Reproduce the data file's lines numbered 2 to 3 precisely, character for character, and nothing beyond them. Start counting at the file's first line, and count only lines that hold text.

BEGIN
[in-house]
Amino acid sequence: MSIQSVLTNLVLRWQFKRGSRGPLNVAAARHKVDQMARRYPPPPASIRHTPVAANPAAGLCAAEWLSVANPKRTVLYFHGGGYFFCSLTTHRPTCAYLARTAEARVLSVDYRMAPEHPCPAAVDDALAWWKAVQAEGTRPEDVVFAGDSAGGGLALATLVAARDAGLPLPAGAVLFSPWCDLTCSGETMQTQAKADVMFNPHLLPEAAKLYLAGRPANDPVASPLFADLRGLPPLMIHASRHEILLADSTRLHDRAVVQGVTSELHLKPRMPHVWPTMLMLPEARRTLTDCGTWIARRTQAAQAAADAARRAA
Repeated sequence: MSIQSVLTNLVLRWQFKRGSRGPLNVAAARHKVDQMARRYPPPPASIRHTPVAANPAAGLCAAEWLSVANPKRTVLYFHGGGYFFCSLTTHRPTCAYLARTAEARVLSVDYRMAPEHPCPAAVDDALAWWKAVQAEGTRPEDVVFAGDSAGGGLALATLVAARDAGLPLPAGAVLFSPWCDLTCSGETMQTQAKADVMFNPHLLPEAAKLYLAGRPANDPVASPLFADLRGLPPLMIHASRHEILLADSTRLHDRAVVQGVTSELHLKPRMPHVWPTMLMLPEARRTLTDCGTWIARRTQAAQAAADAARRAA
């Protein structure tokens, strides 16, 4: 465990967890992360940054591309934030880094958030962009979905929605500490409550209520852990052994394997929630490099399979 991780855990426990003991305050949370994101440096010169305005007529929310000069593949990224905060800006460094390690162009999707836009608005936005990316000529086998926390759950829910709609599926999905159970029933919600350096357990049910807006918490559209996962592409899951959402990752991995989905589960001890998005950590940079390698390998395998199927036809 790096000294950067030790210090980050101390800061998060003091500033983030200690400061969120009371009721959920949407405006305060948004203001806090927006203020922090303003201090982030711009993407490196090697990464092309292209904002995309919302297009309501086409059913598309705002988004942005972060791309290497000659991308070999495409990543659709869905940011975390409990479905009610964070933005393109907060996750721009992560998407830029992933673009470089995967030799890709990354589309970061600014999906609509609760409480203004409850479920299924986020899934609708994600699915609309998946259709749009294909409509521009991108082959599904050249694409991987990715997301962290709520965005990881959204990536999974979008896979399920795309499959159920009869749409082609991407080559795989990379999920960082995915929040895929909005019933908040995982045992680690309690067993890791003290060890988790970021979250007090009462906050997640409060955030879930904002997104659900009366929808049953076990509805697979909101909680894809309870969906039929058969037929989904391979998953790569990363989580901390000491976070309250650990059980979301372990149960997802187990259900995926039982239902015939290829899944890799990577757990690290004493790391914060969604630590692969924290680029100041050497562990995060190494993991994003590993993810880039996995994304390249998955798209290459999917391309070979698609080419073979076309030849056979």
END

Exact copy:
Amino acid sequence: MSIQSVLTNLVLRWQFKRGSRGPLNVAAARHKVDQMARRYPPPPASIRHTPVAANPAAGLCAAEWLSVANPKRTVLYFHGGGYFFCSLTTHRPTCAYLARTAEARVLSVDYRMAPEHPCPAAVDDALAWWKAVQAEGTRPEDVVFAGDSAGGGLALATLVAARDAGLPLPAGAVLFSPWCDLTCSGETMQTQAKADVMFNPHLLPEAAKLYLAGRPANDPVASPLFADLRGLPPLMIHASRHEILLADSTRLHDRAVVQGVTSELHLKPRMPHVWPTMLMLPEARRTLTDCGTWIARRTQAAQAAADAARRAA
Repeated sequence: MSIQSVLTNLVLRWQFKRGSRGPLNVAAARHKVDQMARRYPPPPASIRHTPVAANPAAGLCAAEWLSVANPKRTVLYFHGGGYFFCSLTTHRPTCAYLARTAEARVLSVDYRMAPEHPCPAAVDDALAWWKAVQAEGTRPEDVVFAGDSAGGGLALATLVAARDAGLPLPAGAVLFSPWCDLTCSGETMQTQAKADVMFNPHLLPEAAKLYLAGRPANDPVASPLFADLRGLPPLMIHASRHEILLADSTRLHDRAVVQGVTSELHLKPRMPHVWPTMLMLPEARRTLTDCGTWIARRTQAAQAAADAARRAA